But the Sacred Headwaters doesn’t owe its growing fame to the chinook, coho, and silver salmon races that have been flapping up these rivers since before the Bering Strait opened to pedestrians. For that, we ultimately must thank what lies buried directly 2,000 feet below: 8 trillion cubic feet of natural gas trapped inside vast beds of coal.
The reason is simple. To evade detection, growers work indoors -- where lights, ventilation, temperature controls, and presumably industrial-grade lava lamps suck up a lot of juice. From ThinkProgress:
Indy, the nuke-the-fridge incident is all but forgiven: International film star, astonishingly spry geriatric badass (71!), and environmental crusader Harrison Ford allegedly just got all up in the Indonesian government's face about climate change and illegal logging. He was in the country filming an episode for Years of Living Dangerously, a Showtime doc about climate change planned for release in April 2014 (the flick also features Matt Damon and Arnold Schwarzenegger). From The Guardian:
The Hollywood actor Harrison Ford has been accused of "harassing state institutions" in Indonesia and threatened with deportation after allegedly confronting a minister during an interview about illegal logging and climate change.
The forestry minister, Zulkifi Hasan, said he was left shocked by Ford's emotionally charged interview techniques and complained there was no time to go over the questions before filming began, local media reported.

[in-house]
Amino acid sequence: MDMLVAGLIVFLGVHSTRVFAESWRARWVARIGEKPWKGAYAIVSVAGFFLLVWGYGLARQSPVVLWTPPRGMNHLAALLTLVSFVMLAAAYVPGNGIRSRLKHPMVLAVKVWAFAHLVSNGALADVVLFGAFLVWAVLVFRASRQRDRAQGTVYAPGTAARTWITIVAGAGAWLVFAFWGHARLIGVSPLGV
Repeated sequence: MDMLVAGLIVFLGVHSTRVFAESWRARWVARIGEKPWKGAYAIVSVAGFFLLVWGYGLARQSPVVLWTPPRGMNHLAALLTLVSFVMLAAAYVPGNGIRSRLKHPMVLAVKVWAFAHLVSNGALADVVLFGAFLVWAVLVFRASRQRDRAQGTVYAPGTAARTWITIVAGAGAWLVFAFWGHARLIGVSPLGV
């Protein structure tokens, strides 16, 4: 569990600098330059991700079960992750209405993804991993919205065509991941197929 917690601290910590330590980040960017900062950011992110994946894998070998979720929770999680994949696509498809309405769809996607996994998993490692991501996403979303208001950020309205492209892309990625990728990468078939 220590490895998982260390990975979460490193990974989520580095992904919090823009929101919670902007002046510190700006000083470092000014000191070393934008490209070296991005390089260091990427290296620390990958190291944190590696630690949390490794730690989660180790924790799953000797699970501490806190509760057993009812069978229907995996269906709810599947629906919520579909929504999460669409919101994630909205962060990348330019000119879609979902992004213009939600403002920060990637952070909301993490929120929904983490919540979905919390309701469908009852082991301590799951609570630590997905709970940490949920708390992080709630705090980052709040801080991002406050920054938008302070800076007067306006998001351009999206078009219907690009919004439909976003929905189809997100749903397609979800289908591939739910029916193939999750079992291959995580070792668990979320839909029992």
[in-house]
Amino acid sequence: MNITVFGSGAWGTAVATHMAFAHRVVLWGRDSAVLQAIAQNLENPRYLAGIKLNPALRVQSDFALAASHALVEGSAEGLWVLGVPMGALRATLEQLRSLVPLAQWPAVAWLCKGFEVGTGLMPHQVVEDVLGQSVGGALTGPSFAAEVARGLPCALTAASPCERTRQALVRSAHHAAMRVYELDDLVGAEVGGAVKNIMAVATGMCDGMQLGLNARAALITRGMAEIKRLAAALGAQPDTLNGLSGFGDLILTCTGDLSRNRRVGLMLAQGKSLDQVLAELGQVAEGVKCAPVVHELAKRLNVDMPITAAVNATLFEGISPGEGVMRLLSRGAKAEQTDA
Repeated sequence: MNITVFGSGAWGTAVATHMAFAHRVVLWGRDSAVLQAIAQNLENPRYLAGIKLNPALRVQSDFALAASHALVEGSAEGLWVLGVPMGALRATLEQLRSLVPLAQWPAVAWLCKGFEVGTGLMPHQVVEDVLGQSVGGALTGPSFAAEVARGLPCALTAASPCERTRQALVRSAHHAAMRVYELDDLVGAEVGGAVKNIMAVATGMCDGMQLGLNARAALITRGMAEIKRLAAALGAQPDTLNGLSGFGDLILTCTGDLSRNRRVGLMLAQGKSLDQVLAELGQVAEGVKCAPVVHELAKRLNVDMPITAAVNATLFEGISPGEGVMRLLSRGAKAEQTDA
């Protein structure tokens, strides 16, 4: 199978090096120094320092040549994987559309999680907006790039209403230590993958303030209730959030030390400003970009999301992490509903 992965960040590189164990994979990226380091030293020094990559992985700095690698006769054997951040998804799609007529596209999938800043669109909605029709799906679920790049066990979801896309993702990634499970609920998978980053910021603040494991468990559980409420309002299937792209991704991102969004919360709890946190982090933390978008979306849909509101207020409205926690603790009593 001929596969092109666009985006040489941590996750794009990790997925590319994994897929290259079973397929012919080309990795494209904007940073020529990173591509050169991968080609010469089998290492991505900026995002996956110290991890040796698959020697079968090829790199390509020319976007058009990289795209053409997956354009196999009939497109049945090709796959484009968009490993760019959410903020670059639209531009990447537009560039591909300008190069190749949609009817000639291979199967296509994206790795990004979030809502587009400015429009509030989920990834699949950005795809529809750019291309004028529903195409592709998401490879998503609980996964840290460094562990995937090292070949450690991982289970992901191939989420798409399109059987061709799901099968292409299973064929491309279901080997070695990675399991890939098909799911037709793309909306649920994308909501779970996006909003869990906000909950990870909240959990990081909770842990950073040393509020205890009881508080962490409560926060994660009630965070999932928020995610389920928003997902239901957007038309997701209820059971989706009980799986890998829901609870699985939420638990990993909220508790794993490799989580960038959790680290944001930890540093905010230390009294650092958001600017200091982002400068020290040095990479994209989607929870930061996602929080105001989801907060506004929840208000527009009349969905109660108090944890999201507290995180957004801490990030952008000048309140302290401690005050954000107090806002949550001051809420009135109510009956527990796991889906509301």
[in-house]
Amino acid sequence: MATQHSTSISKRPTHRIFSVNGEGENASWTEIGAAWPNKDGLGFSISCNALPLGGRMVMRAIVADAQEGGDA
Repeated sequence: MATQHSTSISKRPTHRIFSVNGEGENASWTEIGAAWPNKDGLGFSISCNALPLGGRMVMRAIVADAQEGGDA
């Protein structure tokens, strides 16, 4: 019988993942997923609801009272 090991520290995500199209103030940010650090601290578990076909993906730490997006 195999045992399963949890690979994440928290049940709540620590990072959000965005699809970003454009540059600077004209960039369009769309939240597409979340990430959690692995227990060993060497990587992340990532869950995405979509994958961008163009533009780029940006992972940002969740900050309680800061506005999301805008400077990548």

Turns out sea otters do much more than just explain discount rates with aplomb: The adorable little buggers also clean up our oceanic messes. Nitrogen and phosphorous runoff from agricultural pollution creates algal blooms that choke the life out of estuaries -- unless these thoughtful, fuzzy Dysons are around. With sea otter populations expanding into California habitats like Elkhorn Slough, where they haven't been seen for 100 years or more, scientists are watching sea grass and kelp ecosystems return, even though humans are still proverbially shitting the proverbial waterbed.
Love our bike video but finding it a tad too sensical? You're in luck. This Norwegian ad makes no fracking sense (make sure and wait for the M. Night Shyamalan-worthy twist ending):
Thankfully, I majored in conversational Norwegian (thanks, Google Translate!), so I can tell you this is part of the Norwegian Public Roads Administration's Share the Road campaign. I can also tell you that in Norway "fart" means speed, so when I say "this reindeer tastes like fart," I really mean "this reindeer tastes like meth."
Scientific monitors reported that the gas had reached an average daily level that surpassed 400 parts per million — just an odometer moment in one sense, but also a sobering reminder that decades of efforts to bring human-produced emissions under control are faltering.
The best available evidence suggests the amount of the gas in the air has not been this high for at least three million years, before humans evolved, and scientists believe the rise portends large changes in the climate and the level of the sea.